“It all starts right here,” Reverend Edgar J. Moss said as he pointed to the large piece of Harlan County coal sitting in the middle of the living room of his Hartford, Connecticut home. Eastern Kentucky African American Migration Project founder Karida Brown and Southern Historical Collection archivist Biff Hollingsworth listened intently as Moss explained the significance of the coal. Reverend Moss’s father Green Moss had worked in the mines near the family’s home in Benham, Kentucky. The elder Moss had come to the mountains of Kentucky from Alabama, one of many African American men recruited out of Alabama’s coalfields by the International Harvester Corporation because of their skill in extracting anthracite – a notoriously tricky type of coal found within a great vein of coal stretching across the eastern half of the continent.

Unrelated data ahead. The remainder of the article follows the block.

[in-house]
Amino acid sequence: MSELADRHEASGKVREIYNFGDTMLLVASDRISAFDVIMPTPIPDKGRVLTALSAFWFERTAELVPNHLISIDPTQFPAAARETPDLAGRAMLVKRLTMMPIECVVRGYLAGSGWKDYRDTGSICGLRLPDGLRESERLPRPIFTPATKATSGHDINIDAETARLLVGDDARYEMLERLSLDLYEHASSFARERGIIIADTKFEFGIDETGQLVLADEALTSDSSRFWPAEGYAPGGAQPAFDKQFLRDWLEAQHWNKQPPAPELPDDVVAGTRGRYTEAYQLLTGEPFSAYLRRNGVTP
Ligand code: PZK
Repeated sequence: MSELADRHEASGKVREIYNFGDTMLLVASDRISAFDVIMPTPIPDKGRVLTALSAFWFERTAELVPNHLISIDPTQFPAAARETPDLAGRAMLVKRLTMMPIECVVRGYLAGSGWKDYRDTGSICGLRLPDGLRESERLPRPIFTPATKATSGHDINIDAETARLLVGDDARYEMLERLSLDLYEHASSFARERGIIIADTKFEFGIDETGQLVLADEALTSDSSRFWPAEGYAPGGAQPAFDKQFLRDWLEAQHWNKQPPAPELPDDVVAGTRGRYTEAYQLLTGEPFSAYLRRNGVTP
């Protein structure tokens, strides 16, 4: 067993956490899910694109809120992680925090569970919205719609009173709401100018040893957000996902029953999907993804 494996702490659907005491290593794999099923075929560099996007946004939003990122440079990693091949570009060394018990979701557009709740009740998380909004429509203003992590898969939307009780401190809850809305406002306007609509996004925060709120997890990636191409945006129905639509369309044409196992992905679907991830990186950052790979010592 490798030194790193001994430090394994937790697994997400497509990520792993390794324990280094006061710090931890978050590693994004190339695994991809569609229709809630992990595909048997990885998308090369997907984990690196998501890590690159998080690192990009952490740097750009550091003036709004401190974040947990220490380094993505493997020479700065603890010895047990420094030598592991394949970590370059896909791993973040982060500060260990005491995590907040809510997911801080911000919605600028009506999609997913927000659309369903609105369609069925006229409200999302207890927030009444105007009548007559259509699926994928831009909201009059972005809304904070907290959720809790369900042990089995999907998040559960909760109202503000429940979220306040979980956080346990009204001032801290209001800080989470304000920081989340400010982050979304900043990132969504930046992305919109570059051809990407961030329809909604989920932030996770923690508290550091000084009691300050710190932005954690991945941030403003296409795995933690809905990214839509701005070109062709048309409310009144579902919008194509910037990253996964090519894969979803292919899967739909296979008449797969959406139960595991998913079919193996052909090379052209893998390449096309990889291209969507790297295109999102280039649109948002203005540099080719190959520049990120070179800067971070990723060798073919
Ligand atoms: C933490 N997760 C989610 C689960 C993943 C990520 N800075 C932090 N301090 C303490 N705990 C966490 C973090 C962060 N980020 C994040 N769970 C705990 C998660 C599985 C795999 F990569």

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Reverend Moss left his Kentucky home in May 1958, heading north for better job opportunities, and he took with him the large black rock. He also took with him his lifelong love for photography. Ever since he received his first camera at age 11, Moss has been documenting his life, the lives of friends and family, and his community. 

In March 2014, Reverend Moss donated his large collection of photographs, documents and other artifacts to the Southern Historical Collection to preserve them for future generations.

 

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